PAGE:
Background: The so-called orthogonal cutting process constitutes a well-defined and
transparent example of machining. Modern applications require an understanding of the defect formation
processes occurring in nano-manufacturing.
Methods: Molecular-dynamics simulation is employed to study the cutting of metals by a rigid tool
made of C atoms. Fe, Al and Ti are selected as examples of bcc, fcc and hcp metals. We choose single-
crystalline workpieces oriented such that multiple slip systems are activated. Atomistic analysis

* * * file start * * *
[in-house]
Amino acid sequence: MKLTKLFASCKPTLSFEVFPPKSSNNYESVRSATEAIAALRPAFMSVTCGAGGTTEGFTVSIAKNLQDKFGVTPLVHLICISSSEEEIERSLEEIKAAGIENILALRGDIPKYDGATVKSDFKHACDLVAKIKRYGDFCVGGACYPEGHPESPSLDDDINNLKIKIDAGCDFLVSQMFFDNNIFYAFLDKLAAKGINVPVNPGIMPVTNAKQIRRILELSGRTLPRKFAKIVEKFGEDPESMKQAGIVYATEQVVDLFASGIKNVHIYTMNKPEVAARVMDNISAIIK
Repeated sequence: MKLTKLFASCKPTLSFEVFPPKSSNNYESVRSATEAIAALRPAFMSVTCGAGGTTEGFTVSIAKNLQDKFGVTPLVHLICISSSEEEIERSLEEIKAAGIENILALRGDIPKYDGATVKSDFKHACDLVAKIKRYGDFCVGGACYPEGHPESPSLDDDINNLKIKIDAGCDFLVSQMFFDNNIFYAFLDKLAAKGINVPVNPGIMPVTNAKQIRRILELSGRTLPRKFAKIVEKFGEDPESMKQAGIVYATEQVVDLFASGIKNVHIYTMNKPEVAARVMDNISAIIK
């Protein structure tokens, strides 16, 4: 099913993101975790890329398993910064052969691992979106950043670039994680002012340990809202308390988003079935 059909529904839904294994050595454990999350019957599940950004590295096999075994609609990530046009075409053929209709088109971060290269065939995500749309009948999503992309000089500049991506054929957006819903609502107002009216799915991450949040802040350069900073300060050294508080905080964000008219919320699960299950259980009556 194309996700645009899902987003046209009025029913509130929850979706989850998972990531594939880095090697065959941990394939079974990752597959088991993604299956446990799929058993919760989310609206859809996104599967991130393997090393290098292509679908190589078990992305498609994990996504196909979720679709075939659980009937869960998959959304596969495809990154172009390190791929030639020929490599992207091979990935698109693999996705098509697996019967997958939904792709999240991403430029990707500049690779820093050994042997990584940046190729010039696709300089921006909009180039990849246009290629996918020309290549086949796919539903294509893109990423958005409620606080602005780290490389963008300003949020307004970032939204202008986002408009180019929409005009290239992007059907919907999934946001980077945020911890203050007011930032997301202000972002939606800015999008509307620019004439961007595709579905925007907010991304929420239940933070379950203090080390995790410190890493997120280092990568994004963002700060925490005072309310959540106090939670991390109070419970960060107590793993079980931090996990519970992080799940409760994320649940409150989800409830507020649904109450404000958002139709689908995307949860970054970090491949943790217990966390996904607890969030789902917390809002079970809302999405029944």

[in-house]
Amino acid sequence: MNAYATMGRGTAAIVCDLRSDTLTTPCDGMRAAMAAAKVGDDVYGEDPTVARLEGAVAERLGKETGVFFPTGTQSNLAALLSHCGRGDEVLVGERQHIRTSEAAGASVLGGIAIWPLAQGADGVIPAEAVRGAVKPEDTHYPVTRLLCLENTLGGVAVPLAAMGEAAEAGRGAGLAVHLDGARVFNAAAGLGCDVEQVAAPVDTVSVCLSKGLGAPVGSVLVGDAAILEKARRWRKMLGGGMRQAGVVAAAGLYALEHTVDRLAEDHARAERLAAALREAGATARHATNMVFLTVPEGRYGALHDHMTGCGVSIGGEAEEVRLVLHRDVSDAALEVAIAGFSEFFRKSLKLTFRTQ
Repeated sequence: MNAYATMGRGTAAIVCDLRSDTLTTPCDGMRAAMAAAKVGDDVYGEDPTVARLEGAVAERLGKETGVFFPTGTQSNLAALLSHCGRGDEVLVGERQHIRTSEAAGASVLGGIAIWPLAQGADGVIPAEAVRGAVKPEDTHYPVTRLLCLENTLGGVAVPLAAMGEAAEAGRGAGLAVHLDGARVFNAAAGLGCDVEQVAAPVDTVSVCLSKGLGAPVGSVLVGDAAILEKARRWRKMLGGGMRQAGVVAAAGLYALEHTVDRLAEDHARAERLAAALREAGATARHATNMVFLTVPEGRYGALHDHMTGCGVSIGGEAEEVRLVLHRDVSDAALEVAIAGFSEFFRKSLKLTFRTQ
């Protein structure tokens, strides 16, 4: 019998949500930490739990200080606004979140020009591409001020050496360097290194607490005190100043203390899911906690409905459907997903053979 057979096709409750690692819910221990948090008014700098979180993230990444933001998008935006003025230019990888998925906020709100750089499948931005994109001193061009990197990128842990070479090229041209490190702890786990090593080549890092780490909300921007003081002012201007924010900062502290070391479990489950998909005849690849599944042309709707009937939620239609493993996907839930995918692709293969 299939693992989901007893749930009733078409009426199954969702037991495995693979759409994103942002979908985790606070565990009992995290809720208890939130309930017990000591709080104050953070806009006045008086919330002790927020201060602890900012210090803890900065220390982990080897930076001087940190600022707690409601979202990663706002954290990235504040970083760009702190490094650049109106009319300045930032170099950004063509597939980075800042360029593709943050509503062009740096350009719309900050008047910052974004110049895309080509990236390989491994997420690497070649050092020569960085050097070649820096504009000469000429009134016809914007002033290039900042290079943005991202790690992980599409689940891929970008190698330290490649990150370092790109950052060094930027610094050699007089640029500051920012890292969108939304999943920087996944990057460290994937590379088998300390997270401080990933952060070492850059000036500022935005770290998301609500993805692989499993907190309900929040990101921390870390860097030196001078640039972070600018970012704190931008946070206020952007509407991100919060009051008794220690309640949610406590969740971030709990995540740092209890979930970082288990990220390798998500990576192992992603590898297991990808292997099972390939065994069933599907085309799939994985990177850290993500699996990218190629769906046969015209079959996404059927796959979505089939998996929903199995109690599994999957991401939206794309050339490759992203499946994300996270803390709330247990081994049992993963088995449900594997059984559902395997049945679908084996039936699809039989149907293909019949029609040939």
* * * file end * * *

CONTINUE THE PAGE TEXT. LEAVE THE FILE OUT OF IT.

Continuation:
tools provide information on the crystal-plasticity effects induced by the cutting process.
Results: The quantitative evolution of the forces needed to cut through the materials is similar for the
three metals studied. However, the chip form and the roughness of the cut surface are quite distinct in
the three metals, and reflect the different plastic processes occurring inside the material.
Conclusion: The form of the cut depends on the details of the plastic processes proceeding in the
interior. The form of the chip itself is strongly influenced by the constant arrival and absorption of
dislocations at its surface; similarly the roughness of the cut surface stems from the emission of dislocations
from the cutting edge.